|Publication number||US4541534 A|
|Application number||US 06/652,652|
|Publication date||Sep 17, 1985|
|Filing date||Sep 20, 1984|
|Priority date||Sep 20, 1984|
|Publication number||06652652, 652652, US 4541534 A, US 4541534A, US-A-4541534, US4541534 A, US4541534A|
|Original Assignee||Hudson Universal Ltd.|
|Export Citation||BiBTeX, EndNote, RefMan|
|Patent Citations (6), Referenced by (6), Classifications (7), Legal Events (4)|
|External Links: USPTO, USPTO Assignment, Espacenet|
This invention relates to a display rack in general and more particularly to a display rack particularly adapted for use in promoting the sale of sunglasses or the like.
Essentially, the prior art is replete with a number of rack like devices which are used for displaying sunglasses or similar items to promote the sale of the same. In regard to such devices many of these devices consist of a rotary rack. Such a rack can be rotated by a consumer and can hold a large number of glasses. In any event, in order to accommodate such a rack, the merchant must provide ample space to allow the consumer to rotate the rack and so on.
Examples of such devices may be had by reference to U.S. Pat. No. 4,157,760 entitled EYEGLASS FRAME DISPLAY DEVICE issued on June 12, 1979 to S. R. Wilson. Another example of such a device may be had by referring to U.S. Pat. No. 2,936,897 entitled ROTARY DISPLAY RACK FOR SUNGLASSES OR THE LIKE issued on May 17, 1960 to J. Bloch.
In general such devices are extremely difficult to manufacture, are very expensive and are relatively bulky. Apart from the above problems, the device must possess a mechanism which will enable a pair of sunglasses to be held in place within the rack so that the consumer can see the sunglasses and can easily remove the same from the rack and replace the same as desired. As such, the support mechanisms for such glasses in regard to existing types of racks are relatively complicated and difficult to use. Thus a consumer will remove a pair of glasses and then replace the glasses on the rack in an improper manner. This results in a great waste of time and effort, and merchants have experienced a great deal of difficulty in the use and placement of the racks.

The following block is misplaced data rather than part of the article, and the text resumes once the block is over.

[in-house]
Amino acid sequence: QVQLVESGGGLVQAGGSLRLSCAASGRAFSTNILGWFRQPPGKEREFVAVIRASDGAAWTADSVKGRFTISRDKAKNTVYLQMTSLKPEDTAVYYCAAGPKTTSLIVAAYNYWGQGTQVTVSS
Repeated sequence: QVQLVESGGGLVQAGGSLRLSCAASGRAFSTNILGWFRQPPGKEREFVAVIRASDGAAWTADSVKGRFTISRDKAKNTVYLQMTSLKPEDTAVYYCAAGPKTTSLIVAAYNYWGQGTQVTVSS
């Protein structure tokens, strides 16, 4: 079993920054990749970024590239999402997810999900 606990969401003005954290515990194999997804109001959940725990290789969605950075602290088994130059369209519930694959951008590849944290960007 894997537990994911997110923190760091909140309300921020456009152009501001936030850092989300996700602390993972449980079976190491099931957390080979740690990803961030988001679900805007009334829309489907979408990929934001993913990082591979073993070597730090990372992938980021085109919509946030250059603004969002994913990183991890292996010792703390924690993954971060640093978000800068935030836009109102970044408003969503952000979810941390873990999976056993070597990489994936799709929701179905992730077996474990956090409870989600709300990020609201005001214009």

It is therefore an object of the present invention to provide an improved display rack which rack is simple to fabricate and which provides the consumer with an entire view of a pair of sunglasses which view includes the front of the glasses as well as the ear pieces. The rack is capable of supporting a large number of glasses in a minimum amount of space and enables the consumer to view the glasses in an efficient manner.
The display rack is easy to construct as employing symmetrical members and provides a reliable and positive support for glasses which are being accommodated by the rack.
A display rack for sunglasses or similar articles, said rack of the type including a series of individual compartments oriented in the vertical plane in a stacked array, comprising a plurality of vertical wall members extending in the vertical plane with at least three central vertical wall members oriented to form a "Z" like cross sectional configuration, first and second planar members secured to said vertical wall members at each compartment location and directed in a generally horizontal plane, with each planar member being of an identical configuration, each having a first triangular shaped arm extending from a common base and separated from a second arm extending from said common base with said second arm separated from said first arm by a triangular cutout of the same configuration as said first arm, with each cutout of each planar member inserted into one side of said "Z" formed by said vertical wall members to enable one pair of glasses to be retained by each planar member with the temple portions of said glasses extending along the respective first and second arms of each planar member.
FIG. 1 is a perspective plan view of a display rack according to this invention.
FIG. 2 is a perspective view of an individual compartment of the display rack.
FIG. 3 is a top plan view of a typical compartment as included in the display rack.
FIG. 4 is a side view showing individual compartments consisting of symmetrical plates.